I sat there in Qunu in the serene atmosphere of the Eastern Cape as the world bade goodbye to one of the greatest icons ever to grace Earth.
While I had signed the condolence book and attended the memorial service in Harare, I felt that was not enough to match the magnitude of Nelson Mandela’s impact on democratic struggles not only in Africa, but in the world.
GUEST COLUMN BY MORGAN TSVANGIRAI
I felt it was only befitting that I pay my last respects and witness this great man being laid to rest in his own village, among his people.
That is why I left Zimbabwe on Saturday morning to be with many others, including his family and colleagues in the struggle, on this sad moment for the world.
As they buried him in his village, away from the splendor of the cities and towns, it dawned on me that true hero status is not conferred. True hero status is earned and never conferred.
We may sit as a motley group in our puny political entities, claiming that we are “giving” or “conferring” hero status on individuals, but Madiba’s example is that people earn their hero status in their lifetime through the work they do for their communities and their countries. Hero status is too great to be conferred posthumously by a group of individuals in a boardroom.
Heroism pronounces itself through the work individuals do for the people and the impact of that work can neither be furthered nor diminished by anyone. In 2007, I spent one of the most fruitful two hours of my life in a frank discussion with Madiba over the deteriorating situation in Zimbabwe to which he pledged to play his part in making the leadership of this country “see sense”.
Unfortunately, his health deteriorated before executing his pledge. Throughout his life, he was not only preoccupied with the pursuit of liberation and freedom in South Africa, but in the rest of humankind and he was clearly touched by how those who had started on a promising note had now disappointed the millions in Zimbabwe.
It is sad that he has been laid to rest with our country in a sorrier state especially after the stolen vote of July 2013. Mandela was the only evidence among many of Africa’s old statesmen that indeed age comes with wisdom.
The evidence some of us have had to brave in our own countries is that sometimes age comes alone, without any iota of wisdom and unaccompanied by any shred of statecraft or competence.
Madiba’s legacy transcended race, tribe and nationality. It remains a rich legacy for the entirety of humankind. He left a legacy of true nation-building and the rainbow nation was a great attempt at creating a multi-racial and a multi-ethnic society. We have to live together despite our differences and that is why the Madiba moment inspired the rest of the world. For us in the MDC, he taught us the sanctity of unarmed combat as an effective means of fighting oppression.
Yes, it is possible to fight repression and oppression with nothing, but your bare hands as long as you carry with you the unstinting belief that your struggle is just. For many decades, Mandela fought oppression and the sceptics thought a free South Africa would not come, but it eventually did in 1994.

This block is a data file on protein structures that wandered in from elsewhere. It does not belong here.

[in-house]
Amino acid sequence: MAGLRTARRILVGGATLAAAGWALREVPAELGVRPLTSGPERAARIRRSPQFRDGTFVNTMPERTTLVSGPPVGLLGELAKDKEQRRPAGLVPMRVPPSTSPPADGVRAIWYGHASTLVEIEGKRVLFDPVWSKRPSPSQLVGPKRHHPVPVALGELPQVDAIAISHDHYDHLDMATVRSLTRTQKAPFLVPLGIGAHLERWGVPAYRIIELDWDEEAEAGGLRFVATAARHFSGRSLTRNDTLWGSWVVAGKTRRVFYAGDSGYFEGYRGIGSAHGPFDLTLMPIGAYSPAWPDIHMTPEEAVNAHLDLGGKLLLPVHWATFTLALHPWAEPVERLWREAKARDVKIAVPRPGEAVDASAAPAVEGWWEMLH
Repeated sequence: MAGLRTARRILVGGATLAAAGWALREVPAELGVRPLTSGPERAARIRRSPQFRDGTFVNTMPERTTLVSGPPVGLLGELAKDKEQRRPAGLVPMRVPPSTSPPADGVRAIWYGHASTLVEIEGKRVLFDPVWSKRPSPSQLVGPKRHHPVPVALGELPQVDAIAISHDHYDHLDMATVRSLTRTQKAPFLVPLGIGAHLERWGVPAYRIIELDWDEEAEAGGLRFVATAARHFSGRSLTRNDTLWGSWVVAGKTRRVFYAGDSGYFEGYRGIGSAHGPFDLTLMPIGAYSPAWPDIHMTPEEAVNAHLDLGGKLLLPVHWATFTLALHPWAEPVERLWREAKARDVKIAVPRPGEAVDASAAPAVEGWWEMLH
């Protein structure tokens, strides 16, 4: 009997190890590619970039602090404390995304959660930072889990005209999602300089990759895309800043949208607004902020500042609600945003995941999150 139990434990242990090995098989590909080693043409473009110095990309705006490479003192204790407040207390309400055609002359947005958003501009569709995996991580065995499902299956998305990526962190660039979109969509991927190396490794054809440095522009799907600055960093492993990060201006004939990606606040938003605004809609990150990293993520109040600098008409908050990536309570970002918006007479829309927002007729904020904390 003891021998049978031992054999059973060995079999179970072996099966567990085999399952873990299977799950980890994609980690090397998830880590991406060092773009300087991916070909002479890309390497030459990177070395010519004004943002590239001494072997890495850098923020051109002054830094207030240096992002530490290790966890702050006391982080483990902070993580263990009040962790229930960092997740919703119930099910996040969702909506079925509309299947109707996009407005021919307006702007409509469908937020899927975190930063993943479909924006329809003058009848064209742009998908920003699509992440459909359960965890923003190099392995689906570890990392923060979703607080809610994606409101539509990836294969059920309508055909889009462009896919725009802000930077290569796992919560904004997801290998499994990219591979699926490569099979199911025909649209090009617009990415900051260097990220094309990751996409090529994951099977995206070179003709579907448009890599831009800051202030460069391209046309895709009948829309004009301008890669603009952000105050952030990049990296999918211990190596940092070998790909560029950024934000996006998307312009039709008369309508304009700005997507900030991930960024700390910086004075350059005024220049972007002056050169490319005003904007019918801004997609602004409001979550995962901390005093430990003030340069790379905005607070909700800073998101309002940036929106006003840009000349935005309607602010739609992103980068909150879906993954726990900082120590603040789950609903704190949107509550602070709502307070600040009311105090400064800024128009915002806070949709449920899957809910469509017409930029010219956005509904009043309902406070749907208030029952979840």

So too do we have sceptics in Zimbabwe who think that a mere 14 years of the democratic struggle has been too long a time and the MDC is now dead and buried because democratic change has not been achieved since we formed this great party in 1999.
If Madiba was of the same sceptical mind, he would have quit the struggle in the 1940s and 1950s, but he persevered and democracy came within his lifetime in 1994. The ANC was formed in 1912, but democracy was achieved after 82 years. So the MDC is still on course, and in our case, change will come far much earlier and we will definitely achieve it in our lifetime.
Some may perish along the way, but those who remain will continue with the struggle until democracy is achieved in Zimbabwe. Madiba taught us that no matter how long it takes, the struggle will have to continue until positive change is achieved.
The lesson is that we may stumble upon some impediments and frustrations in the pursuit of a national dream, but no impediment should be allowed to derail the collective aspirations of a determined people. And I know Zimbabweans are a determined people.
I left Qunu on Sunday afternoon, not with any sense of mourning whatsoever, but with a sense of celebration of Madiba’s legacy and the lessons we draw from his tenacity and resolve to fight for the true liberation of an oppressed people.
That such a great revolutionary came from a remote village in Qunu is enough inspiration to many Africans in remote villages on our great continent. We learn that greatness has no relationship to background or place of origin.
Greatness lies in us as individuals and not in our backgrounds or the places we come from.
Madiba may have died, but we in the MDC will retain the same unstinting commitment to fight for change, freedom and democracy in the country of our birth.
It is a daunting challenge that he leaves us but yes, the change that the people want will be achieved in Zimbabwe.
At a personal level, I have lost an inspiring figure. Madiba, you leave us a daunting task, but we pledge to continue with the fight against repression until positive change is achieved. May your life and your rich legacy continue to inspire the world.
Former Prime Minister Morgan Tsvangirai is the President of the Movement for Democratic Change